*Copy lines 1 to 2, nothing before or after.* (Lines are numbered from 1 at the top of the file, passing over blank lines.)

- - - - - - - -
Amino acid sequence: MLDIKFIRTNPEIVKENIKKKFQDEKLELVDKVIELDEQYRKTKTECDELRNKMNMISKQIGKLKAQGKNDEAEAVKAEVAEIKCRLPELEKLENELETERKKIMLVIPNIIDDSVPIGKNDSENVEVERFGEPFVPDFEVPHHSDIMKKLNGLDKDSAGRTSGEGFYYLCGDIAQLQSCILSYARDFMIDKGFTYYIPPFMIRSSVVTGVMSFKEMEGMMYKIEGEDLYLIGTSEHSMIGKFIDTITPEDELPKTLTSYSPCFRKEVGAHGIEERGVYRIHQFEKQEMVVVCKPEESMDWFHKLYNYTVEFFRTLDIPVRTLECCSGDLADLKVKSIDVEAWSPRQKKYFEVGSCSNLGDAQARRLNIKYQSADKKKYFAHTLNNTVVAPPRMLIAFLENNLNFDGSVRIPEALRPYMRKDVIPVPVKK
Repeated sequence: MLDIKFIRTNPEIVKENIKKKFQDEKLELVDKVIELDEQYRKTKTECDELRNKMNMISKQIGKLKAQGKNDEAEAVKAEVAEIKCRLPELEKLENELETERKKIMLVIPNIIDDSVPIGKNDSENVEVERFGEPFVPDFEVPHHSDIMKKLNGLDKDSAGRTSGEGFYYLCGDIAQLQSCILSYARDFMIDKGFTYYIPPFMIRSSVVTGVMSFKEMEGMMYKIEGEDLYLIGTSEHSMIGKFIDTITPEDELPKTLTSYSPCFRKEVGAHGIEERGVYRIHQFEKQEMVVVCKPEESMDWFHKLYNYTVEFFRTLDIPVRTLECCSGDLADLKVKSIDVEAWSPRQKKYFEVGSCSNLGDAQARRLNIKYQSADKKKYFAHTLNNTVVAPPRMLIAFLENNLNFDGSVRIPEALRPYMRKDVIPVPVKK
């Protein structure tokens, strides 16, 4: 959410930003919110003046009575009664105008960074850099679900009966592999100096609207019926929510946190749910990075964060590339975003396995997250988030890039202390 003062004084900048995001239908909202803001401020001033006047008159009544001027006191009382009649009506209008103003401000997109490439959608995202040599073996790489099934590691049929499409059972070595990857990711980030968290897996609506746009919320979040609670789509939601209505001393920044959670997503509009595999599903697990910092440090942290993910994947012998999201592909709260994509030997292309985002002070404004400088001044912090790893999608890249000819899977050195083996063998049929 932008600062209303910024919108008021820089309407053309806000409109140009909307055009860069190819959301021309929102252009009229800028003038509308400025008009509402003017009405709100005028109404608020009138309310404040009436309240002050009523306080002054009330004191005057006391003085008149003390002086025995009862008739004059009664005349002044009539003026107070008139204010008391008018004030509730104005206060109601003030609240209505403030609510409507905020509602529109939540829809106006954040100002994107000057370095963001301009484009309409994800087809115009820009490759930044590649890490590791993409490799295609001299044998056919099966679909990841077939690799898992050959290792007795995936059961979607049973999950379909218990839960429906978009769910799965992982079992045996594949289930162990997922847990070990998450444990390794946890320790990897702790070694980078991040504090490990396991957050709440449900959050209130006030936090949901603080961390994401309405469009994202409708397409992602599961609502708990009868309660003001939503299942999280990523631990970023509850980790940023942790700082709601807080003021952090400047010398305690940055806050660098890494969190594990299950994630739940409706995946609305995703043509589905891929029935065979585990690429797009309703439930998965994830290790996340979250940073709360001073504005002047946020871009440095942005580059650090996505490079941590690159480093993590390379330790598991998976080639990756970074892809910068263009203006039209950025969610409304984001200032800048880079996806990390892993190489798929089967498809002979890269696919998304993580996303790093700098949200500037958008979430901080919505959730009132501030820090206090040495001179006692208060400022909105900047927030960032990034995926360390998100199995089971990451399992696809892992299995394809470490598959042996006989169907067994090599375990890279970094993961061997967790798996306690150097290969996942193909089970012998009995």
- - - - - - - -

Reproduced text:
Amino acid sequence: MLDIKFIRTNPEIVKENIKKKFQDEKLELVDKVIELDEQYRKTKTECDELRNKMNMISKQIGKLKAQGKNDEAEAVKAEVAEIKCRLPELEKLENELETERKKIMLVIPNIIDDSVPIGKNDSENVEVERFGEPFVPDFEVPHHSDIMKKLNGLDKDSAGRTSGEGFYYLCGDIAQLQSCILSYARDFMIDKGFTYYIPPFMIRSSVVTGVMSFKEMEGMMYKIEGEDLYLIGTSEHSMIGKFIDTITPEDELPKTLTSYSPCFRKEVGAHGIEERGVYRIHQFEKQEMVVVCKPEESMDWFHKLYNYTVEFFRTLDIPVRTLECCSGDLADLKVKSIDVEAWSPRQKKYFEVGSCSNLGDAQARRLNIKYQSADKKKYFAHTLNNTVVAPPRMLIAFLENNLNFDGSVRIPEALRPYMRKDVIPVPVKK
Repeated sequence: MLDIKFIRTNPEIVKENIKKKFQDEKLELVDKVIELDEQYRKTKTECDELRNKMNMISKQIGKLKAQGKNDEAEAVKAEVAEIKCRLPELEKLENELETERKKIMLVIPNIIDDSVPIGKNDSENVEVERFGEPFVPDFEVPHHSDIMKKLNGLDKDSAGRTSGEGFYYLCGDIAQLQSCILSYARDFMIDKGFTYYIPPFMIRSSVVTGVMSFKEMEGMMYKIEGEDLYLIGTSEHSMIGKFIDTITPEDELPKTLTSYSPCFRKEVGAHGIEERGVYRIHQFEKQEMVVVCKPEESMDWFHKLYNYTVEFFRTLDIPVRTLECCSGDLADLKVKSIDVEAWSPRQKKYFEVGSCSNLGDAQARRLNIKYQSADKKKYFAHTLNNTVVAPPRMLIAFLENNLNFDGSVRIPEALRPYMRKDVIPVPVKK